On 16 March the UK Home Office issued a new Guidance concluding that the cash allowance for asylum seekers remains at the level of 36.95£, which constitutes a mere 5£ a day. This was decided despite evidence offered by civil society that asylum destitution is on the rise. The UK’s decision comes only a few weeks after the French Council of State ruled that a daily provision of 6.80€ plus a daily living allowance of 4.20€ does not suffice for asylum seekers without access to reception facilities.

In the UK the level of financial support for asylum seekers is reviewed yearly, but in fact payments have remained relatively stable over the past 6 years with only a 33 pence increase. A number of organisations such as the British Red Cross and the Refugee Council have highlighted that many asylum seekers live in poverty and destitution often reliant on charities for basic necessities including the ability to feed and clothe their children. Given that asylum seekers have no right to work in the UK and are not allowed to claim benefits, including job seekers’ allowance, they have little alternatives but to rely on this money for survival.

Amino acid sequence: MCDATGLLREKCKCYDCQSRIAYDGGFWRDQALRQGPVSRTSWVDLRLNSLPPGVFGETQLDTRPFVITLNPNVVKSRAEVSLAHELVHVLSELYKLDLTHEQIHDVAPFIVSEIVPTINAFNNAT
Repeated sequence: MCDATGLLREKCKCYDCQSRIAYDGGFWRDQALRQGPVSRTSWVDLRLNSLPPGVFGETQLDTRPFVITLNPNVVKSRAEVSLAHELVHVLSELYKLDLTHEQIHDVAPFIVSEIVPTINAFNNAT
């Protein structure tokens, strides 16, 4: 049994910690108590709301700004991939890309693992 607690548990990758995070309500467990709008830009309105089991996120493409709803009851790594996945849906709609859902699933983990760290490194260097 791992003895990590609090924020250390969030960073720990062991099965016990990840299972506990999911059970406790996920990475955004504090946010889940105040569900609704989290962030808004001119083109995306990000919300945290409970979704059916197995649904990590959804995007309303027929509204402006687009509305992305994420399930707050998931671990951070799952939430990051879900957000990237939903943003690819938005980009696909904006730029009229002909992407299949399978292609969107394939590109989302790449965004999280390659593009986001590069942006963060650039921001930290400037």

In France the Council of State found a daily allowance of 11€ per day “manifestly insufficient” to ensure an adequate standard of living in accordance with the recast Reception Conditions Directive. The court specified that the standard set out in the Directive requires the state, where accommodation cannot be provided to an asylum seeker, to provide an allowance sufficiently high l to obtain housing in the private rental market. This has also been affirmed by the Court of Justice of the European Union in the Saciri ruling. The Prime Minister was subsequently ordered to set a higher amount.

Also critical of the status quo was Nazek Ramadan, director of Migrant Voice, who said that “Refusing to allow people to work and contribute, while keeping them below subsistence levels, is the kind of Catch-22 that reflects our broken migration policy at its worst”.

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